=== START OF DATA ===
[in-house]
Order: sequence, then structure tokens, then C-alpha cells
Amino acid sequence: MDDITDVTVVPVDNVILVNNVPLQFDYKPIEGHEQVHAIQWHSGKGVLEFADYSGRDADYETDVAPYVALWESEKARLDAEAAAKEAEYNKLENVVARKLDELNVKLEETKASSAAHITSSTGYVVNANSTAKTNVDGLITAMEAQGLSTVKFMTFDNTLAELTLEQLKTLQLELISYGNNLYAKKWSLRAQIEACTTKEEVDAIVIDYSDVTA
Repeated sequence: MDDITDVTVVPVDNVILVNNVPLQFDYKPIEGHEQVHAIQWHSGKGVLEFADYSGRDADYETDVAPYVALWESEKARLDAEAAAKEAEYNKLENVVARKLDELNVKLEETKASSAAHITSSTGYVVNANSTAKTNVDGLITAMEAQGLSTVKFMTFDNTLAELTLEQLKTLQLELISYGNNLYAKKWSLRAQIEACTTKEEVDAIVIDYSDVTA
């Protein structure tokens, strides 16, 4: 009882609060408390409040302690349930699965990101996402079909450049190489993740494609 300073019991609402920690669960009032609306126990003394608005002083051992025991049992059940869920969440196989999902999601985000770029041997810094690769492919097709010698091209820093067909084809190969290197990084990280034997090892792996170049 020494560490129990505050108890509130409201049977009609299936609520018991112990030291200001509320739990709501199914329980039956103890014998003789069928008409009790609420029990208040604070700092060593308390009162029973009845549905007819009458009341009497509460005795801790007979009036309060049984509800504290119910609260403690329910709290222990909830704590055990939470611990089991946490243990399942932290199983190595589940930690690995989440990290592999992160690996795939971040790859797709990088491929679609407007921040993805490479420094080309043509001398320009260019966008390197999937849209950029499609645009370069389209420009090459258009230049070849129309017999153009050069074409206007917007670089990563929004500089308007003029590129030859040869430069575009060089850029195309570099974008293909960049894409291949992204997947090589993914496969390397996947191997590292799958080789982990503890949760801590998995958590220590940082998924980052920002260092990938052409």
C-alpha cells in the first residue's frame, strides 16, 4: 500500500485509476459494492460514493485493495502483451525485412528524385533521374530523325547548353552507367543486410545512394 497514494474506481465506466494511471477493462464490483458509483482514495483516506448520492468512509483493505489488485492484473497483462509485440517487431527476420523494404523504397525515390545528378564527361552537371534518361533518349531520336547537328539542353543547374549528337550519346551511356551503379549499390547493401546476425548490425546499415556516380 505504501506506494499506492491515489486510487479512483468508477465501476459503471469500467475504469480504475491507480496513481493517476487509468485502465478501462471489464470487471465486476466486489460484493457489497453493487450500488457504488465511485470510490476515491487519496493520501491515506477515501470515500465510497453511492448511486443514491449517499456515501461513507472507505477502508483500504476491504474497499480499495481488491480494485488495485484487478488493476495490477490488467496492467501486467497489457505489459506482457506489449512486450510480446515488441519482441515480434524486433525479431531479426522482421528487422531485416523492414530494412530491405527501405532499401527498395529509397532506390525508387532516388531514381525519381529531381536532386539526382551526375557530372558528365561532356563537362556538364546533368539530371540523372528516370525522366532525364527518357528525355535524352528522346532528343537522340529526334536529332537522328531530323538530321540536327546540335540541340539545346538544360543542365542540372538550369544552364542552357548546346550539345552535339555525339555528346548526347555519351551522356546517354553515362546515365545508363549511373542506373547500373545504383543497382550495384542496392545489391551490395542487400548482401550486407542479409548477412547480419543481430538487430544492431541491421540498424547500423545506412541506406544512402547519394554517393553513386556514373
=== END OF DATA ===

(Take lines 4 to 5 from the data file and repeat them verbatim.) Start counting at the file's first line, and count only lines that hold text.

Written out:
Repeated sequence: MDDITDVTVVPVDNVILVNNVPLQFDYKPIEGHEQVHAIQWHSGKGVLEFADYSGRDADYETDVAPYVALWESEKARLDAEAAAKEAEYNKLENVVARKLDELNVKLEETKASSAAHITSSTGYVVNANSTAKTNVDGLITAMEAQGLSTVKFMTFDNTLAELTLEQLKTLQLELISYGNNLYAKKWSLRAQIEACTTKEEVDAIVIDYSDVTA
């Protein structure tokens, strides 16, 4: 009882609060408390409040302690349930699965990101996402079909450049190489993740494609 300073019991609402920690669960009032609306126990003394608005002083051992025991049992059940869920969440196989999902999601985000770029041997810094690769492919097709010698091209820093067909084809190969290197990084990280034997090892792996170049 020494560490129990505050108890509130409201049977009609299936609520018991112990030291200001509320739990709501199914329980039956103890014998003789069928008409009790609420029990208040604070700092060593308390009162029973009845549905007819009458009341009497509460005795801790007979009036309060049984509800504290119910609260403690329910709290222990909830704590055990939470611990089991946490243990399942932290199983190595589940930690690995989440990290592999992160690996795939971040790859797709990088491929679609407007921040993805490479420094080309043509001398320009260019966008390197999937849209950029499609645009370069389209420009090459258009230049070849129309017999153009050069074409206007917007670089990563929004500089308007003029590129030859040869430069575009060089850029195309570099974008293909960049894409291949992204997947090589993914496969390397996947191997590292799958080789982990503890949760801590998995958590220590940082998924980052920002260092990938052409």